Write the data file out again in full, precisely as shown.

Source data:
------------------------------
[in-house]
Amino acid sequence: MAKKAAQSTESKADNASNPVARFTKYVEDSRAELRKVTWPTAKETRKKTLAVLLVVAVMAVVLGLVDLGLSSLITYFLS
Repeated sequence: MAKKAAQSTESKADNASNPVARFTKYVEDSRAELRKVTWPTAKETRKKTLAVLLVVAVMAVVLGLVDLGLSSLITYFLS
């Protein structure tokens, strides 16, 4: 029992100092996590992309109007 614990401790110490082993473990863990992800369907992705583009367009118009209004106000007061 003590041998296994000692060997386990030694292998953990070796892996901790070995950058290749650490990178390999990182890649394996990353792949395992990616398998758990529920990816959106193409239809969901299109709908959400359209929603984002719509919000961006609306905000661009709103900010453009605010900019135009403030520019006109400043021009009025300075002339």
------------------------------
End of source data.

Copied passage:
[in-house]
Amino acid sequence: MAKKAAQSTESKADNASNPVARFTKYVEDSRAELRKVTWPTAKETRKKTLAVLLVVAVMAVVLGLVDLGLSSLITYFLS
Repeated sequence: MAKKAAQSTESKADNASNPVARFTKYVEDSRAELRKVTWPTAKETRKKTLAVLLVVAVMAVVLGLVDLGLSSLITYFLS
């Protein structure tokens, strides 16, 4: 029992100092996590992309109007 614990401790110490082993473990863990992800369907992705583009367009118009209004106000007061 003590041998296994000692060997386990030694292998953990070796892996901790070995950058290749650490990178390999990182890649394996990353792949395992990616398998758990529920990816959106193409239809969901299109709908959400359209929603984002719509919000961006609306905000661009709103900010453009605010900019135009403030520019006109400043021009009025300075002339």